# Sorting Algorithms

## Algorithm Properties

**In-place** refers to memory usage. An in-place algorithms needs only
constant (\(O(1)\)) memory beyond the items being sorted. In-place
sorting algorithms usually work within and overwrite the input
array. Note that sometimes \(O(\log{}n)\) additional memory is
considered in-place.

A **stable** sorting algorithm maintains the relative order of the
input. For example, suppose one has an array of people. Each person
has an age and a name. Using a stable sorting algorithm, the array
is sorted first on age, then on name. When you look at the cluster
of people named "John," you'll notice that they are still organized
by age.

## Algorithms

### Bubble Sort

#### Overview

Bubble sort compares adjacent neighbors, and if out of order, exchanges them. At the end of the first pass, the largest is at the end. Sorting usually requires passes proportional to the input.

Best Complexity | \(O(n)\) |

Average Complexity | \(O(n^2)\) |

Worst Complexity | \(O(n^2)\) |

Memory Usage | In-place (\(O(n)\)) |

Stability | Stable |

#### Implementation

def bubble_sort(list): while True: modified = False for i in range(len(list) - 1): if list[i] > list[i + 1]: list[i], list[i + 1] = list[i + 1], list[i] modified = True if not modified: return list

### Selection Sort

#### Overview

Selection sort maintains a sorted and an unsorted portion of the
list. Initially the sorted portion is of length zero. Each
iteration of the algorithm *selects* the smallest element in the
unsorted portion and places it at the end of the sorted portion.

Best Complexity | \(O(n^2)\) |

Average Complexity | \(O(n^2)\) |

Worst Complexity | \(O(n^2)\) |

Memory Usage | In-place (\(O(n)\)) |

Stability | Stable |

#### Implementation

def selection_sort(list): for i in range(len(list)): for j in range(i, len(list)): if list[i] > list[j]: list[i], list[j] = list[j], list[i] return list

### Insertion Sort

#### Overview

Just like selection sort, insertion sort maintains a sorted and an
unsorted portion of the list. Initially the sorted portion is of
length zero. Each iteration of the algorithm takes the first
element in the unsorted portion and *inserts* it into the correct
location in the sorted portion.

Best Complexity | \(O(n)\) |

Average Complexity | \(O(n^2)\) |

Worst Complexity | \(O(n^2)\) |

Memory Usage | In-place (\(O(n)\)) |

Stability | Stable |

#### Implementation

def insertion_sort(list): for i in range(len(list)): for j in range(i, 0, -1): if list[j] < list[j - 1]: list[j], list[j - 1] = list[j - 1], list[j] else: break return list

### Shellsort

#### Overview

Shellsort repeatedly applies another sorting algorithm (usually
insertion sort) to subsections of the list. The subsections are
defined by a *gap sequence*. Let's say our list is [x1, x2, x3,
x4, x5, x6, x7] and our gap sequence is [3, 1]. In the first pass,
Shellsort would have a gap of 3 and therefore sort [x1, x4,
x7]. In the second pass, Shellsort would have a gap of 1 and sort
[x1, x2, x3, x4, x5, x6, x7] (the entire list).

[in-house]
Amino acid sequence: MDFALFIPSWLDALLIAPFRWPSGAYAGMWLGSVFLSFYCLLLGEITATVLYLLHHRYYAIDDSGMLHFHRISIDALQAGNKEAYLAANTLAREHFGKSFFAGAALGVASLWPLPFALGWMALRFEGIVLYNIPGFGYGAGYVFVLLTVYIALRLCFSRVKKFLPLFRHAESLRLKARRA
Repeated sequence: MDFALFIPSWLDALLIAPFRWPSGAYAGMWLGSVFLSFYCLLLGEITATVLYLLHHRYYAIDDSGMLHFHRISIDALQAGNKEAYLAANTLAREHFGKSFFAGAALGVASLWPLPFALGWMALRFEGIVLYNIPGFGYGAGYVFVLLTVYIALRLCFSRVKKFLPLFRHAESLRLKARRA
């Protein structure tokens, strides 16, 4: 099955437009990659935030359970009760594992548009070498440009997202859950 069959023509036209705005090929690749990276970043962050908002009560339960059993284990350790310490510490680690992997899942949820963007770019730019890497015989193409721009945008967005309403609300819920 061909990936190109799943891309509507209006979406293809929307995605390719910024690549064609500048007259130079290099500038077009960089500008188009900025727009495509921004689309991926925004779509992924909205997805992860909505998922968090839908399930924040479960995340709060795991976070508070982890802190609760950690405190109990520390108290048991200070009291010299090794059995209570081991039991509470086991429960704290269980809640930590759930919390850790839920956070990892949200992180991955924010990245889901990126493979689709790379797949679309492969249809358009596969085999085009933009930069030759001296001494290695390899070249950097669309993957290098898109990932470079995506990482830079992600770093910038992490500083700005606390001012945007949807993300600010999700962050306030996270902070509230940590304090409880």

Best Complexity | Depends on gap sequence |

Average Complexity | Depends on gap sequence |

Worst Complexity | Depends on gap sequence |

Memory Usage | In-place (\(O(n)\)) |

Stability | Unstable |

#### Implementation

The following function uses a \(2^k - 1\) gap sequence. This gap sequence gives the algorithm a complexity of \(O(n)\).

def shellsort(list): gaps = [2**k - 1 for k in range(1, int(math.log(len(list) + 1) / math.log(2)))] for gap in reversed(gaps): for i in range(0, len(list), gap): for j in range(i, 0, -gap): if list[j] < list[j - gap]: list[j], list[j - gap] = list[j - gap], list[j] else: break return list

### Mergesort

#### Overview

Mergesort is a divide and conquer algorithm. The algorithm first
divides the input into smaller and smaller lists. At the base case
(list length = 1) the list is sorted. These sorted sublists are
progressively *merged* until we have sorted the original list.

Best Complexity | \(O(n\log{}n)\) |

Average Complexity | \(O(n\log{}n)\) |

Worst Complexity | \(O(n\log{}n)\) |

Memory Usage | \(O(n)\) |

Stability | Stable |

#### Implementation

def mergesort(list): if len(list) < 2: return list else: middle = len(list) / 2 left, right = list[:middle], list[middle:] sorted_left, sorted_right = mergesort(left), mergesort(right) return merge(sorted_left, sorted_right) def merge(list1, list2): "Combine two sorted lists into one sorted list." to_return = [] while list1 or list2: if not list1: to_return.append(list2.pop(0)) elif not list2: to_return.append(list1.pop(0)) elif list1[0] < list2[0]: to_return.append(list1.pop(0)) else: to_return.append(list2.pop(0)) return to_return

### Quicksort

#### Overview

Like mergesort, quicksort is a divide and conquer algorithm. In
mergesort, the hard part is combining the sublists. In quicksort,
the hard part is dividing the list. Quicksort first chooses a
*pivot*. The input is then divided into two parts: one with elements
smaller than the pivot and one with elements larger than the
pivot.

Best Complexity | \(O(n\log{}n)\) |

Average Complexity | \(O(n\log{}n)\) |

Worst Complexity | \(O(n^2)\) |

Memory Usage | Extra \(O(\log{}n)\) |

Stability | Stable |

Extra memory is required for the stack.

#### Implementation

The following implementation uses the leftmost element as the pivot. Unfortunately, this choice produces worst-case performance on sorted lists. Most implementations will therefore select a different pivot.

def quicksort(list): if len(list) < 2: return list else: pivot = list[0] left = [x for x in list[1:] if x <= pivot] right = [x for x in list[1:] if x > pivot] return quicksort(left) + [pivot] + quicksort(right)

Note that the implementation makes new lists at each logarithmic step. It's possible to implement quicksort with only \(O(\log{}n)\) extra memory. See the Hoare partition scheme for an approach that progressively switches elements around a central pivot.